................................................................................................. 7 Figure 3. A sample depiction of one business division and single program in a mechanistic organization with participants in grey box.

......................................... 10 Figure 4. A visual representation of independent organic communication in a mechanistic organization.

........................................................................................ 12 Figure 5. Simplistic representation of typical product-based organizational design with MIS group alternatives.

........................................................................ 16 Figure 6. Phased development plan for creating and conducting Delphi study.

.... 74 Figure 7. Sample of Box Plot showing no consensus and consensus.

................... 83 Figure 8. Sample of demographic comparative Excel pivot table.

......................... 97 Figure 9. Round 1 Box plot of 5-point-Likert-type scale questions

....................... 98 Figure 10. Round 1 result for 5-point-Likert-type Question 3: Horizontal boundaries in organizations are difficult to overcome.

.......................................... 100 Figure 11. Round 1 result for 5-point-Likert-type Question 4: Vertical boundaries in organizations are difficult to overcome.

.......................................... 101 Figure 12. Round 2 Box plot of 5-point-Likert-type scale questions

................... 105 Figure 13. Round 2 result for 5-point-Likert-type Question 3: Horizontal boundaries can be overcome or improved by establishing single/common MIS tools at all levels of the organization.

.................................................................... 107

xvii Figure 14. Round 2 result for 5-point-Likert-type Question 4: Horizontal boundaries can be overcome by MIS services that are common across all teams within the organization.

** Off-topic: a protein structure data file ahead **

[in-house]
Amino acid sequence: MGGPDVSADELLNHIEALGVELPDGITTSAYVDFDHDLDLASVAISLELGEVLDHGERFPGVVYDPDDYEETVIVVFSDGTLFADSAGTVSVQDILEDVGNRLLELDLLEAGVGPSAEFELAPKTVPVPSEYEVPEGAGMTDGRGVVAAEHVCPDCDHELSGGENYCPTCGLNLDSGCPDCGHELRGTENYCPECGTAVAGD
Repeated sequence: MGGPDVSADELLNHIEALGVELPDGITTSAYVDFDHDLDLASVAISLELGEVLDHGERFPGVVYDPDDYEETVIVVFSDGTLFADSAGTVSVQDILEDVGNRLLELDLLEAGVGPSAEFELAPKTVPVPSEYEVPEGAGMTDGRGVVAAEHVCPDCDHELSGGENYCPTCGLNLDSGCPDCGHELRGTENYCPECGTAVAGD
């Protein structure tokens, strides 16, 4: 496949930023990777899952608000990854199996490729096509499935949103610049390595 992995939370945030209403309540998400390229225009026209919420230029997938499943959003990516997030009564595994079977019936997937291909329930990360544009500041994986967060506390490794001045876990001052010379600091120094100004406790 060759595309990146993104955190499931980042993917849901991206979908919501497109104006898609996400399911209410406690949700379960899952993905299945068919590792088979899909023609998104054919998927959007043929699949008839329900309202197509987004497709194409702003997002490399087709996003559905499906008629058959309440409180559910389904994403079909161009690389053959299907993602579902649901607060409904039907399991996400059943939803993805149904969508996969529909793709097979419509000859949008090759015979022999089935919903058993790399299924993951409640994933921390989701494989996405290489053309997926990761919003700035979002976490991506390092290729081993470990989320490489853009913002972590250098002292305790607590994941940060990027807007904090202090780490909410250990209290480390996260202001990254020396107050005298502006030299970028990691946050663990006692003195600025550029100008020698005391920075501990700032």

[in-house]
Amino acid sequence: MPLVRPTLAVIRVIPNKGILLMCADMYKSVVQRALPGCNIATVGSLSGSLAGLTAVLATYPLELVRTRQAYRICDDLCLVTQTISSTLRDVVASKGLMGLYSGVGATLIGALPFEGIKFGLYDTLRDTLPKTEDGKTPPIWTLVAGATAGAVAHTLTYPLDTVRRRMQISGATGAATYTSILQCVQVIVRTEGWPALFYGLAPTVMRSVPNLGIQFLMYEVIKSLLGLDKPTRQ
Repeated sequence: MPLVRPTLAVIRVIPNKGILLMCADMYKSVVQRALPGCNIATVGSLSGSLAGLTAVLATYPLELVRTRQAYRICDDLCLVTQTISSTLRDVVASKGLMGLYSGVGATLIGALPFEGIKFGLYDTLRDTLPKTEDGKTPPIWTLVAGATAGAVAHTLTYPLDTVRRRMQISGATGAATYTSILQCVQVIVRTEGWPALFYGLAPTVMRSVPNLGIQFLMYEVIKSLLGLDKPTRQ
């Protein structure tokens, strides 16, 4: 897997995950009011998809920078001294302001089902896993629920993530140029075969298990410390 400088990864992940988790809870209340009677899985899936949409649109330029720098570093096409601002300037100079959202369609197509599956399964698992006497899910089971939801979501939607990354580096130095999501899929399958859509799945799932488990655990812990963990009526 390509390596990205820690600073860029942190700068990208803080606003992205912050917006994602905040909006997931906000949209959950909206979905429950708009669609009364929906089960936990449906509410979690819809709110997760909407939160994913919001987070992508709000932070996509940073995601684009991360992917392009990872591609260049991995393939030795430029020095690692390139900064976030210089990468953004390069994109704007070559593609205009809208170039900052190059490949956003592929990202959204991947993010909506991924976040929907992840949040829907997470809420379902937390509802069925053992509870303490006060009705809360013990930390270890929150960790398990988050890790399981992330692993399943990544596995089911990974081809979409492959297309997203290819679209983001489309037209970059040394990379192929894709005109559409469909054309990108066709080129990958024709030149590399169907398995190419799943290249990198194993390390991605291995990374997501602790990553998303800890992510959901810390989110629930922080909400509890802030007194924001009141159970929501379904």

......................................................................................... 108 Figure 15. Round 2 result for 5-point-Likert-type Question 5: To encourage an open culture of communication, mandating use of common and efficient MIS solutions is necessary for effective communication.

............................................. 109 Figure 16. Round 3 Box plot of 5-point-Likert-type scale questions

................... 114 Figure 17. Round 3 result for 5-point-Likert-type Question 1: Program and functional leadership must jointly support a single MIS Team to design a cross- integrated MIS to meet the needs of the organization by establishing clear accountability through a program plan to integrate the tools at all levels of the organization.

........................................................................................................... 116 Figure 18. Round 3 result for 5-point-Likert-type Question 2: A centralized MIS team is needed to facilitate a closed-loop plan of tools, services, and people coordinated with leadership and the RAA to collaborate with users at the working level to integrate solutions horizontally and vertically throughout the organization.

........................................................................................................... 117 Figure 19. Round 3 result for 5-point-Likert-type Question 3: Leadership from the highest levels to the working levels must support the MIS Team’s mission as the single authority to implement the integrated solution plan to support all levels of the organization.

...................................................................................... 118 Figure 20. The interrelationship between the design of organizational structure, original independent MIS groups, and communication capabilities.

..................... 133

xviii Figure 21. A new MIS Integrated Product Organization (IPO) using Cross- Integrated Teams (CIT) to mitigate vertical and horizontal communication boundaries.

............................................................................................................. 134